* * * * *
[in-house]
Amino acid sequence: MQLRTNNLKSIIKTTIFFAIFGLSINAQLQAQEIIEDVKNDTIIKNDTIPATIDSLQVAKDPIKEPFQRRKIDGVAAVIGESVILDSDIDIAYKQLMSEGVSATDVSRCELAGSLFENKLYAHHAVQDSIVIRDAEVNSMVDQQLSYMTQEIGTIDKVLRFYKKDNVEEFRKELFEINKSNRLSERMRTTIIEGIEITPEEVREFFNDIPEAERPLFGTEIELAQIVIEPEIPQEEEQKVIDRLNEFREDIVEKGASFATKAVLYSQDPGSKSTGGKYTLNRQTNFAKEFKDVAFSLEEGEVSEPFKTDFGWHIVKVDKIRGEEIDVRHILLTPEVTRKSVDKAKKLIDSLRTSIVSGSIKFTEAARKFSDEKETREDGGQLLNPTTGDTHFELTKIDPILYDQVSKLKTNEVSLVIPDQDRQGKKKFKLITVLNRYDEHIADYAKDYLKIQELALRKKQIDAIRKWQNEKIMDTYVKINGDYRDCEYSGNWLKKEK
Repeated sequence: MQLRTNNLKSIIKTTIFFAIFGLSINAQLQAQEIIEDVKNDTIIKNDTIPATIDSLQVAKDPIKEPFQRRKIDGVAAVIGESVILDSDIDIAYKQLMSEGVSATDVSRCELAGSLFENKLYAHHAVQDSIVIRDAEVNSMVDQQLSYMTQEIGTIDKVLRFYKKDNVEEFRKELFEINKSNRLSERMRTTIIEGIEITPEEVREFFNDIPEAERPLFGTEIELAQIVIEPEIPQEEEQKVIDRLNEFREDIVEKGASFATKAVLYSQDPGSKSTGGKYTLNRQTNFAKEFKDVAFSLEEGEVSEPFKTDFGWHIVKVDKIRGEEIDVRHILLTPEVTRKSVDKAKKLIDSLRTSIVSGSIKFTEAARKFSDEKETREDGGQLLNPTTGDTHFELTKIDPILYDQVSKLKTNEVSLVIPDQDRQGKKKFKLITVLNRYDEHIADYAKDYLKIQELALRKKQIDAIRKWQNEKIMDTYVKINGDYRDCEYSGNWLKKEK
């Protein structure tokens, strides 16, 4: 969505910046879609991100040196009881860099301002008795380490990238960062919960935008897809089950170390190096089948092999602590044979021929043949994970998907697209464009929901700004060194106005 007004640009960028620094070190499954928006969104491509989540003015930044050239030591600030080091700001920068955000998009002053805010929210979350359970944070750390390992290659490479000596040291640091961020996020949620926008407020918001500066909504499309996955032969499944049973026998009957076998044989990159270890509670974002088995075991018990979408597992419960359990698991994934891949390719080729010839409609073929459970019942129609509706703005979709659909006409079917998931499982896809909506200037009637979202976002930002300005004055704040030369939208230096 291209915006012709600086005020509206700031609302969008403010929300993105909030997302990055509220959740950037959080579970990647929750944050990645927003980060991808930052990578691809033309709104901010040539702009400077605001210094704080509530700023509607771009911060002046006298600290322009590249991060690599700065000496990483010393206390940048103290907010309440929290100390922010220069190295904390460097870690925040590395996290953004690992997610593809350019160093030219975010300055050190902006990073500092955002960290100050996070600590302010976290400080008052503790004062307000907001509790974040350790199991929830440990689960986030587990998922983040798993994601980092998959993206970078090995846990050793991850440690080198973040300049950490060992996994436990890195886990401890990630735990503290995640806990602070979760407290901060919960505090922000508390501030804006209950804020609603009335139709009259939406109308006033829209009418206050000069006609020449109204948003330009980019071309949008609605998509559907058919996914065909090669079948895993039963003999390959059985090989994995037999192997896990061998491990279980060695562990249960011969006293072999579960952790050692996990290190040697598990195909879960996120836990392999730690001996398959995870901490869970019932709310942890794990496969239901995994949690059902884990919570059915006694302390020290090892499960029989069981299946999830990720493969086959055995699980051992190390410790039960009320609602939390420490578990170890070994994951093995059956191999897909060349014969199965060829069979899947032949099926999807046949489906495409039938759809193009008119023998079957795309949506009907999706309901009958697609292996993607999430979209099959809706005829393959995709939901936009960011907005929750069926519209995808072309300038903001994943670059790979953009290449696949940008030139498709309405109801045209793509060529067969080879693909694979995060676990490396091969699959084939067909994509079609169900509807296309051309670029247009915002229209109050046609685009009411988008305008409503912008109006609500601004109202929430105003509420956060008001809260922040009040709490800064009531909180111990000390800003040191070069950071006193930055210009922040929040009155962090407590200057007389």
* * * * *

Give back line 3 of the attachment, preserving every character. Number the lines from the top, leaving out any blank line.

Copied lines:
Repeated sequence: MQLRTNNLKSIIKTTIFFAIFGLSINAQLQAQEIIEDVKNDTIIKNDTIPATIDSLQVAKDPIKEPFQRRKIDGVAAVIGESVILDSDIDIAYKQLMSEGVSATDVSRCELAGSLFENKLYAHHAVQDSIVIRDAEVNSMVDQQLSYMTQEIGTIDKVLRFYKKDNVEEFRKELFEINKSNRLSERMRTTIIEGIEITPEEVREFFNDIPEAERPLFGTEIELAQIVIEPEIPQEEEQKVIDRLNEFREDIVEKGASFATKAVLYSQDPGSKSTGGKYTLNRQTNFAKEFKDVAFSLEEGEVSEPFKTDFGWHIVKVDKIRGEEIDVRHILLTPEVTRKSVDKAKKLIDSLRTSIVSGSIKFTEAARKFSDEKETREDGGQLLNPTTGDTHFELTKIDPILYDQVSKLKTNEVSLVIPDQDRQGKKKFKLITVLNRYDEHIADYAKDYLKIQELALRKKQIDAIRKWQNEKIMDTYVKINGDYRDCEYSGNWLKKEK